Re-powering a data center in 1995
Overload is usually elsewhere than you think

One day an erring electrician cut the power to the entire server room at the ISP I was running.

Bringing it all back up was a bitch.

At the time, we had, oh, at least 24 ISDN capable dual T1 modem boxes (the Ascend Max 4048 ) serving 48 simultaneous customers each - and costing 20k each! Even at that cost we were desparate for the Max TNT which they kept promising to ship RSN.

There was a pair of dns servers, a pair of radius servers, a db server, a couple netnews servers, a monitoring box and a ton of boxes providing web sites for the booming website business.

We had been running flat out, facing enormous growth, tripling in size every month for 9+ months running, and totally unable, really to do anything other than keep slamming hardware in and hanging on for our lives.

So the room rebooted… everything checked their hard disks… the dns servers came up, the netnews servers came up… but what came up first was the outward facing modems, and therein lies this story.

At the time we were running at 100% - every modem port utilized for 18 hours out of the day - returning a totally unknown number of busy signals to our customers because, in part, we had used up all the T1 capacity BellSouth had planned for the year, in January… and it was, like, March!

… and partially, because people were really, really digging the Internet.

Like BellSouth, we´d made a gross mis-estimation for the number of minutes our users would spend-online, and had got the ratio of active ports to active customers terribly, terribly, wrong. BellSouth used 3 minutes in their calculations for buying ISDN switch hardware, as that was the average length of a normal phone call. We started with an estimate of about 40 minutes per call, which was off by, I don’t remember how much, I think a factor of 3, the wrong way. We had also got the ratio between customers and ports, wrong, we had planned on 20, or even 40 to 1, and it had turned out to be closer to 10 to one. The marketing department wasnt going to stop selling new customers, BellSouth wasnt going to add more capacity, and we were screwed.

So the server room rebooted. And the Access gateways all came up first - and All our customers dialed in at approximately the same time. 1152 people (out of, like 12000) would win the battle to get that precious sweet sound of a modem going brssssshheeeewinebeepbeepbeep, and then they’d attempt to login.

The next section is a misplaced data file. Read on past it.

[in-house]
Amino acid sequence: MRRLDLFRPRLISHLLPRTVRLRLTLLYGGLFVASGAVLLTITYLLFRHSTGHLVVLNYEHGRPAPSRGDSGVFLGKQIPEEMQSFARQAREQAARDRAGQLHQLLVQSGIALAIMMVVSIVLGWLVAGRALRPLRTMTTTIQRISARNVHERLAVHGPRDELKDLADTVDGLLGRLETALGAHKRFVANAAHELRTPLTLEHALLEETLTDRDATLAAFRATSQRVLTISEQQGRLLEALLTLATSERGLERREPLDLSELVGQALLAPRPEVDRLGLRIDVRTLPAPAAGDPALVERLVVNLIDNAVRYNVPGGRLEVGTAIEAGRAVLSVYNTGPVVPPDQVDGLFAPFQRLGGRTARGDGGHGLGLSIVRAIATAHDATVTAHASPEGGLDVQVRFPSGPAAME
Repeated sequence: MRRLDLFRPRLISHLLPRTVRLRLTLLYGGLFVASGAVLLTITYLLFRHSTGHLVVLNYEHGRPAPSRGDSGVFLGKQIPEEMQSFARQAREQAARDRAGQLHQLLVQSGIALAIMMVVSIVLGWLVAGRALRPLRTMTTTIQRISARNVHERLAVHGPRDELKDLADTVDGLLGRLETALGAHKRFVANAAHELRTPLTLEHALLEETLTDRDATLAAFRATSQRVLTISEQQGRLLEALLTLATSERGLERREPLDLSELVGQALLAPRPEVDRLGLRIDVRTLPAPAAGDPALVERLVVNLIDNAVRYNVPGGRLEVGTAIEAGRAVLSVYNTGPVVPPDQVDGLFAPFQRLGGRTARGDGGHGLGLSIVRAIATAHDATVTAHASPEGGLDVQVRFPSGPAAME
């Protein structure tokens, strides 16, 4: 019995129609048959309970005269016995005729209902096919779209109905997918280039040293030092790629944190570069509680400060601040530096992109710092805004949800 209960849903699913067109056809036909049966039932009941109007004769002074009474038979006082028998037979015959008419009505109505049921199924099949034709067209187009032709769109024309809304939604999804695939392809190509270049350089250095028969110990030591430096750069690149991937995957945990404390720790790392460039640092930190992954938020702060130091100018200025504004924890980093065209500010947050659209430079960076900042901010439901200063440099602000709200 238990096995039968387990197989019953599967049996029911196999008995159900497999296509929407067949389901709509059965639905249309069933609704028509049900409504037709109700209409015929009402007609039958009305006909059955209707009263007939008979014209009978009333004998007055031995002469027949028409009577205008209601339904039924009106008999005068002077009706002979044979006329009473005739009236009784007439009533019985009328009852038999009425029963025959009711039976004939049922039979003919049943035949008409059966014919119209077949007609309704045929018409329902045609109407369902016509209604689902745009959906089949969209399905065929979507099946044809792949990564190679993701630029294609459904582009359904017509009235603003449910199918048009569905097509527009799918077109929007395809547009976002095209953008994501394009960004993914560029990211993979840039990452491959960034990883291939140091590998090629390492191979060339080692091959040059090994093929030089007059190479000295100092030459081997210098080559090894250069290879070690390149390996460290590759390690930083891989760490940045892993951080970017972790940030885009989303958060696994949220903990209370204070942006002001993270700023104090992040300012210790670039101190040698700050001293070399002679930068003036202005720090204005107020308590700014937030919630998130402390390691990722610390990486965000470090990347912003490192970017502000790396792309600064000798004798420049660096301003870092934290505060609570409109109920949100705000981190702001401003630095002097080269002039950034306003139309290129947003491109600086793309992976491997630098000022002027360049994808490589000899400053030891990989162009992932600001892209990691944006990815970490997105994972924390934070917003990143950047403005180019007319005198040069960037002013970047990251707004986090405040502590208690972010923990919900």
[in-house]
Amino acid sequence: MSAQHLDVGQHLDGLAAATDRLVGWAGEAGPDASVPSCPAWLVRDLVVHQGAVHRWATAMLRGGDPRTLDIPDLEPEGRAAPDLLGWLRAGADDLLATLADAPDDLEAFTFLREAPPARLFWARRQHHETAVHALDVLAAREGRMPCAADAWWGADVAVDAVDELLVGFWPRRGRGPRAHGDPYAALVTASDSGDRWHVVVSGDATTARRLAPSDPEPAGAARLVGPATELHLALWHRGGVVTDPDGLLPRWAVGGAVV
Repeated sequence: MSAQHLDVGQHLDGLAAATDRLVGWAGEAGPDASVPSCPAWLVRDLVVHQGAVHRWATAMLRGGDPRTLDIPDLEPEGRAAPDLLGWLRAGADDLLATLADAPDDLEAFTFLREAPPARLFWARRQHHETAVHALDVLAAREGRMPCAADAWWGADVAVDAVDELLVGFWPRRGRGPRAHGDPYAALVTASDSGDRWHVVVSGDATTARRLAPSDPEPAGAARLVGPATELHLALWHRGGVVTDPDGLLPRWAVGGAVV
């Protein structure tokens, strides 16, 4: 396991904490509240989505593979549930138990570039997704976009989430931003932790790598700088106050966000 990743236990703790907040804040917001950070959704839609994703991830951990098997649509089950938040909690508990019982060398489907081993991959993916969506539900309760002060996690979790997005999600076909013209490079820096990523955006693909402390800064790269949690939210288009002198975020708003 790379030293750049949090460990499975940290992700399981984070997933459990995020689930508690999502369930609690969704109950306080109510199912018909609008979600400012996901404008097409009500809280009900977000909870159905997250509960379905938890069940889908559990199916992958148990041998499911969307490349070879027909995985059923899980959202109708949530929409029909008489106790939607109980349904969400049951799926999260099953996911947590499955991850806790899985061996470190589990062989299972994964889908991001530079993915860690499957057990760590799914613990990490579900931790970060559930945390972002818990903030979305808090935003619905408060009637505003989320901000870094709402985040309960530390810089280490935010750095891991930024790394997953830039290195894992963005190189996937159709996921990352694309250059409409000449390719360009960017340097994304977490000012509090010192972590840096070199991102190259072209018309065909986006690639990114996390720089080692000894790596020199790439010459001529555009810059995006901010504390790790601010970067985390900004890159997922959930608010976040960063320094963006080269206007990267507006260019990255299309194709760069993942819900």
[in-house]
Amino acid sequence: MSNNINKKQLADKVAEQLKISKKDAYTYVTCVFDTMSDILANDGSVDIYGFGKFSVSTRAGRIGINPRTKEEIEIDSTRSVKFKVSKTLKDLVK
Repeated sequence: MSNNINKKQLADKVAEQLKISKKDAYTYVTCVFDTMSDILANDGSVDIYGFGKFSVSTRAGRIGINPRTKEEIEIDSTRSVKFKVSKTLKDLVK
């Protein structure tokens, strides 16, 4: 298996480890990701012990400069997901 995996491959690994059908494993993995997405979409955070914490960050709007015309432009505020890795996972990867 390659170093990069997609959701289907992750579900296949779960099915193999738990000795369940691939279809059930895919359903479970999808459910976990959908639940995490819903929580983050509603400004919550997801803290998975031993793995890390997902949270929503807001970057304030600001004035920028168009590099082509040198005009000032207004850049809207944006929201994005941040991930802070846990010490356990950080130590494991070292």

The database engine collapsed. Never before had it been asked to handle that many queries in under a few minutes. Actually, worse, it took longer for that box to boot (by many minutes), than anything else.

So first to collapse were the radius servers. I seem to recall a load-average of something like 211, as they endlessly retried to get a response from the db server. You couldn´t login, you could´t do anything to see what was really going on with them. And then the db server would come up - and be instantly slammed with a thousand requests, and go down. And then the load average on the radius server would climb again…

Fixing the the db server took some time (we had cruddy filesystems then too), and the interdependency of the radius servers with the db were mis-understood, so there were hours and hours where stuff got power cycled, nothing worked, everything had to be fixed again, and so on.

I was on vacation at the time.

In the end… I called in and had to help describe exactly which set of boxes in which order, to manually power cycle, wait for the modem ports to fill up, wait for the load on the radius and db servers to go down, then bring up the next box. I think it took, once we worked out the right procedure, about 40 minutes to reboot the whole place.

Find me elsewhere.

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March 10, 1995
674 words

war stories icanect sysmom